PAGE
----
The retired public school principals behind a scathing survey of school leaders that found widespread dysfunction at Hawaii public schools have formed the Education Institute of Hawaii, which they’re calling a think tank dedicated to exploring ways to empower principals, teachers and parents to better serve students.
The organization plans to conduct independent research and sponsor focus groups and public forums to help address some of the issues revealed in the anonymous survey released by veteran principals Darrel Galera and John Sosa, who both retired in December.
The survey, published in May, found an overwhelming majority of public school principals say they lack the support and autonomy to act in the best interests of their schools. A majority of the 160 principals who responded also said they hesitate to speak out for fear of retaliation.
“The overarching goal of the Education Institute will be improving the quality of public education in Hawaii so that more children thrive and more professionals reach their full potential as educators,” said Galera, who is serving as executive director of the new institute. “The Department of Education’s centralized bureaucracy has become dysfunctional, applying a one-size-fits-all, top-down management of schools.”
The think tank’s board of directors is stacked with education advocates and former public school leaders.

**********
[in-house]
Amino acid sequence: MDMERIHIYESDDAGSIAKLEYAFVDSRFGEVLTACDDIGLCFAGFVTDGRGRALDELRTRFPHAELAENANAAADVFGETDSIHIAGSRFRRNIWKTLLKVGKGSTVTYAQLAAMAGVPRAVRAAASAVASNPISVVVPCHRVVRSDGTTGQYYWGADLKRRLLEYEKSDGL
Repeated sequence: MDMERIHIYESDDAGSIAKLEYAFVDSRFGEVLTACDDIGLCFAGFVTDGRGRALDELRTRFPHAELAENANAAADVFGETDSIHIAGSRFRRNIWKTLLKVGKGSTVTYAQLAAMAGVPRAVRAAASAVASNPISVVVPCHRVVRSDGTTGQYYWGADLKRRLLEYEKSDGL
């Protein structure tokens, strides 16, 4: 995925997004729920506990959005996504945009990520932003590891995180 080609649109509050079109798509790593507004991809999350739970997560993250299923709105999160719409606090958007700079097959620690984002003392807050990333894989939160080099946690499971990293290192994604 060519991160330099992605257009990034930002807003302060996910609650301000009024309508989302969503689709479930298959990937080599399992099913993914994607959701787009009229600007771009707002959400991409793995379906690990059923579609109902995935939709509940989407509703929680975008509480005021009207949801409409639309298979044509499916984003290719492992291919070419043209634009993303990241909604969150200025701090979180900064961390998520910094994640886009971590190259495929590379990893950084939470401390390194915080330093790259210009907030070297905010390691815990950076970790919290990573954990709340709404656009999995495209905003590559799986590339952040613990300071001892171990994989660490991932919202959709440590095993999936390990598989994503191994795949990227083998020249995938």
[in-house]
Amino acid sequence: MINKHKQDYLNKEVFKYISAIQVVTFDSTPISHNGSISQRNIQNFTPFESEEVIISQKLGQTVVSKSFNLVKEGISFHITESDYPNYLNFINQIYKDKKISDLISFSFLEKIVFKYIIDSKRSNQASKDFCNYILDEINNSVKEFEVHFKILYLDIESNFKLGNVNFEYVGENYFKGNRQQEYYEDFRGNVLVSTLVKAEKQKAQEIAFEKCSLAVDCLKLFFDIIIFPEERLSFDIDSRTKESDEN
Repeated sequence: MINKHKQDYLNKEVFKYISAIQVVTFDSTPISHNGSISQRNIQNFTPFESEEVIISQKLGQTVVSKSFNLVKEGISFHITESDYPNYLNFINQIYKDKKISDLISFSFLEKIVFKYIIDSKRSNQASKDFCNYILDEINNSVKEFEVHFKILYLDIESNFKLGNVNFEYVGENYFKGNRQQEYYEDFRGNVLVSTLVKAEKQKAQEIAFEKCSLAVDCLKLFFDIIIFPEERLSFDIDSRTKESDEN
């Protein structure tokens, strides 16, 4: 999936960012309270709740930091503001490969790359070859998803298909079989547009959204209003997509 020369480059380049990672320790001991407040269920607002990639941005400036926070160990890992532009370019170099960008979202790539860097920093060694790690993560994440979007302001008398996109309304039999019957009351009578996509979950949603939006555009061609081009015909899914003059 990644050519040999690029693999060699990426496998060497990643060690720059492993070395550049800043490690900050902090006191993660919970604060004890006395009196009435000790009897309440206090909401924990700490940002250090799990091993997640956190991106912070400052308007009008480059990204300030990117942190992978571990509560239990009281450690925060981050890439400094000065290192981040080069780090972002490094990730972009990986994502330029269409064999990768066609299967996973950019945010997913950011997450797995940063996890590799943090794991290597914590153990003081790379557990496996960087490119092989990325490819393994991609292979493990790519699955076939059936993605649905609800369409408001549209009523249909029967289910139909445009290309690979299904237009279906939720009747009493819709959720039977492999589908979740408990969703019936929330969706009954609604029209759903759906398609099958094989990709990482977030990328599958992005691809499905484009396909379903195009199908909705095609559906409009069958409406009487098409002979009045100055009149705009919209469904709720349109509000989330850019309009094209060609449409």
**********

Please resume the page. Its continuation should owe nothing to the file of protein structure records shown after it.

As one of its first projects, the organization is sending a group of 27 delegates — including Board of Education members and current and former DOE principals and administrators — to visit school systems in Los Angeles, Las Vegas and Edmonton, Canada.
“No individual in the current bureaucratic system wants bad outcomes for the children, but the system itself ends up shortchanging the students and frustrating the professionals,” said University of Hawaii law professor and public education advocate Randy Roth, who serves as president and board chairman of the institute. “No other state has a governance structure that is similar to Hawaii’s. Only in Hawaii does the state office wield so much power over financial and instructional decisions.”
Hawaii is the only single, statewide school system in the nation and ranks as the ninth-largest public school district, with more than 180,000 students.